Togo: Togo LCT-02/Lomé
“Mouvement Martin Luther King – La voix des sans voix”
Resettlement, Livelihoods, Labor
IFC provided loans to LCT totaling €92.5 million (€82.5 million in 2011 and €10 million in 2015). IFC also mobilized approximately €142.5 million from other lenders.
IFC has an active investment with LCT, a locally incorporated company that was awarded a 35-year concession by the Government of Togo, with an optional ten-year extension, to develop, construct, and operate a greenfield transshipment container terminal within the Port of Lomé in Togo. Upon final completion, the terminal is expected to have an estimated handling capacity of up to 2.2 million twenty-foot equivalent unit (“TEU”) moves per annum. The LCT project cost an estimated €353 million (about $415 million). IFC provided senior debt financing of €85.5 million (about $100 million) for its own account and mobilized €170 million (about $200 million) from other lenders. The project is classified as Category A.
In February 2018, CAO received a complaint from the “Mouvement Martin Luther King – La voix des sans voix.” The complaint was signed by six affected individuals who belong to a group of former sand miners and market gardeners. The complainants claim LCT’s operations are negatively impacting them and a larger group of people.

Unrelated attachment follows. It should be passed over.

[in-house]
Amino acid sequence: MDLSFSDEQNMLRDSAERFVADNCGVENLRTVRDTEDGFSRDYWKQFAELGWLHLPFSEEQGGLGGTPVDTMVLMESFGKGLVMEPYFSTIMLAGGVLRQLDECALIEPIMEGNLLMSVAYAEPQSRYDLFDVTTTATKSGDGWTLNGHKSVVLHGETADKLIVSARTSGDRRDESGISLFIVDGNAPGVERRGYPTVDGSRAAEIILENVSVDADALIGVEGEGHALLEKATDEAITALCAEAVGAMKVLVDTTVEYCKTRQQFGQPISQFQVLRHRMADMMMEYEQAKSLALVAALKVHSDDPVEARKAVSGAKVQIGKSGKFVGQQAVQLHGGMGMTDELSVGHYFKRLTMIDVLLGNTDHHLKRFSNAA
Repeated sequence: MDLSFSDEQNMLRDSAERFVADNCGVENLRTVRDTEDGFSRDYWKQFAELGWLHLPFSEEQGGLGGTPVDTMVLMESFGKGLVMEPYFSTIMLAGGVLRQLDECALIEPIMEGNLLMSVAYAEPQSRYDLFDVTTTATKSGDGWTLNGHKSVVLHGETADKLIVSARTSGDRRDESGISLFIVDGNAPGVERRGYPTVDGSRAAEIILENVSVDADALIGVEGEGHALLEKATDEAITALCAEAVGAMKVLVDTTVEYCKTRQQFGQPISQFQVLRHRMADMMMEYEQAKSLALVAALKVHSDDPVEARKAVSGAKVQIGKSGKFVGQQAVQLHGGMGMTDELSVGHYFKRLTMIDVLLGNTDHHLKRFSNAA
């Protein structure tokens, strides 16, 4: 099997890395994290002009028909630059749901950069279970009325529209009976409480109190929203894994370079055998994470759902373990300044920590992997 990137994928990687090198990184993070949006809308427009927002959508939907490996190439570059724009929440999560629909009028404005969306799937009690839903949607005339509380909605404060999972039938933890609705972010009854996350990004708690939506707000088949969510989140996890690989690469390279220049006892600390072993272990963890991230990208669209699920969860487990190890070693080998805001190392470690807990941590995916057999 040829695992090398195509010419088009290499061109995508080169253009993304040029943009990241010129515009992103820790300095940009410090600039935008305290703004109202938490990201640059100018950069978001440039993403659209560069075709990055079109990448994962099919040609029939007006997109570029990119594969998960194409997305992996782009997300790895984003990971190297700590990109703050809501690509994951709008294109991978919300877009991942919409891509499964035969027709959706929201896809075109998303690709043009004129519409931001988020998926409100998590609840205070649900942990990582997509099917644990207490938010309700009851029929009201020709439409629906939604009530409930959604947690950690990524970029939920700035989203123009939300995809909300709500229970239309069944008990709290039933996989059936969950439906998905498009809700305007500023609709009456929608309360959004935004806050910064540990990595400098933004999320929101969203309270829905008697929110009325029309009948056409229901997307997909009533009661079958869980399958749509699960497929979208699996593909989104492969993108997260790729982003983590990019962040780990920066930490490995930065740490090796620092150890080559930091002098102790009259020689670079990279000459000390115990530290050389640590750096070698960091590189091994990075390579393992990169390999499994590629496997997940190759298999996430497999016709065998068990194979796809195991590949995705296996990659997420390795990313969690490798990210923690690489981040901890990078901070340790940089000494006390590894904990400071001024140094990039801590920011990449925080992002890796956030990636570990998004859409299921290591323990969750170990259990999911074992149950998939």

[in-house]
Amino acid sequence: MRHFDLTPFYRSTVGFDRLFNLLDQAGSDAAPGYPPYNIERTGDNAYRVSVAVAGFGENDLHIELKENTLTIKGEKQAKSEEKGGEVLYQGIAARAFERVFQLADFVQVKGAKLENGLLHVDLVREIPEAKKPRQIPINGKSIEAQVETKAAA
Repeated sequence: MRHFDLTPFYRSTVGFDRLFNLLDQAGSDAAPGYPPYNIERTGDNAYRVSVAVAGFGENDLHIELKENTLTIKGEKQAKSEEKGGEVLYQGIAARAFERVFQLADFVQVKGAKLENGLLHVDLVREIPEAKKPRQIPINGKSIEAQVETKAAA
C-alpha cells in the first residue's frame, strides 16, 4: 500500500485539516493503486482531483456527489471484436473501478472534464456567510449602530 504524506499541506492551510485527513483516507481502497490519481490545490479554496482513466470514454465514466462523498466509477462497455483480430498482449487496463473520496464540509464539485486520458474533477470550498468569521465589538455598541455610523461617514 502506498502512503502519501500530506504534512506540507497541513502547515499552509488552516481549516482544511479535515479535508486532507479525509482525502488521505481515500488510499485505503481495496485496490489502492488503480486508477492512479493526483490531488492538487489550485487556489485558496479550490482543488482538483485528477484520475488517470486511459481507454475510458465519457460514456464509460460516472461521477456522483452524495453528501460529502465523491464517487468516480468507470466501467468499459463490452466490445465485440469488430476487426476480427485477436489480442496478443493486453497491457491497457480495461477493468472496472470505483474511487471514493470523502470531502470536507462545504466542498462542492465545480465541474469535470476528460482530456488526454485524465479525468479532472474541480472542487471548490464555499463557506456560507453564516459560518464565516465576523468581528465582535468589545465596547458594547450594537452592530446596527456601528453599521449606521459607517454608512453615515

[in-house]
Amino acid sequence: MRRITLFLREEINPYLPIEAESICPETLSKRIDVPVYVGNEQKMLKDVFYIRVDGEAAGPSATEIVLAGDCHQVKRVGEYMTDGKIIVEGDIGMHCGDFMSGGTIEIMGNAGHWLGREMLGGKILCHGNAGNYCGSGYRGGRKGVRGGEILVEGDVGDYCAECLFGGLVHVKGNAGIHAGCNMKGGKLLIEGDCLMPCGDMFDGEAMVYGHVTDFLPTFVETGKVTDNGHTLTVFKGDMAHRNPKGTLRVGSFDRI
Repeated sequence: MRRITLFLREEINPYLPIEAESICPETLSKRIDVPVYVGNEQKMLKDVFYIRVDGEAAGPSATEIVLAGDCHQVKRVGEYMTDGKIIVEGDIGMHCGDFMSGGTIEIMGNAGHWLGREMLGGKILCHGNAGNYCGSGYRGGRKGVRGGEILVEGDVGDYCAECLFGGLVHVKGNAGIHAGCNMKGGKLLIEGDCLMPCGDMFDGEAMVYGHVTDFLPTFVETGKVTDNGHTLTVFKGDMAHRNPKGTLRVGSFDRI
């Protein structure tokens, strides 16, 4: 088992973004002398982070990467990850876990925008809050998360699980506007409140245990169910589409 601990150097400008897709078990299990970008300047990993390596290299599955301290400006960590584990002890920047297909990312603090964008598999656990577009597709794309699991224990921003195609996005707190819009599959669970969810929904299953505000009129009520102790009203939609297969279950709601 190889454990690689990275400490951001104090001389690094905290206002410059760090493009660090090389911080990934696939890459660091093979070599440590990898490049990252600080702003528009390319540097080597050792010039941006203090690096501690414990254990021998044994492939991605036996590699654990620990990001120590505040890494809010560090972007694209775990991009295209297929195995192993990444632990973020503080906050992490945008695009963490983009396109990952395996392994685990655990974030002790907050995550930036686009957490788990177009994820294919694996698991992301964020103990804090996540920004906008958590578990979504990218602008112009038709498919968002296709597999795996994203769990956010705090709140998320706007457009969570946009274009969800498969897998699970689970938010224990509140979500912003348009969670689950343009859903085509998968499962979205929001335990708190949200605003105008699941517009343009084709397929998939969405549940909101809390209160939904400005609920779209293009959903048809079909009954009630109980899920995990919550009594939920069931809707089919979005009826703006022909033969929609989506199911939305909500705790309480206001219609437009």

The complainants allege that LCT has not respected its commitments in relation to the project’s Resettlement Action Plan (RAP), particularly with regard to affected groups of market gardeners and sand miners. They claim that the execution of the RAP did not respect the frameworks of the World Bank Group or the other national and international legal frameworks, including the Togolese Constitution and the Universal Declaration of Human Rights (UDHR). The complainants further claim that the project has impoverished surrounding communities and raised concerns regarding ambient pollution and health impacts on “marine sand drippers” who worked on the site. The complaint also raises labor concerns, particularly regarding hiring practices, dismissals, and wages of lashing operations personnel (“Lashingmen”).
In March 2018, CAO found the complaint eligible and began an assessment of the complaint. During the assessment, the Complainants and the Company agreed to engage in a voluntary dialogue process convened by CAO to try and address the issues raised in the complaint. CAO’s assessment report is available in English and French under the “Case Documents” section below. Following the assessment, CAO has been facilitating a dispute resolution process between the Complainants and the Company.
In March 2023, while the negotiations of a potential draft agreement were ongoing, an internal conflict amongst the Complainants led some of them to leave the mediation process, while the others remained engaged and expressed willingness to sign an agreement with LCT. Since the Complainants who left the mediation were not interested in the CAO Compliance review process, their complaint was closed for the purpose of the CAO process and not transferred to the CAO Compliance function. The mediation process between the Company and the other Complainants continued.
In October 2023, CAO facilitated a joint meeting between the Complainants and the Company, during which the parties reached an agreement. The parties chose to keep the details of the agreement confidential. In accordance with CAO’s policy, the case has now been moved to dispute resolution monitoring.
The dispute resolution process is now in monitoring.
Status as of October 31, 2023.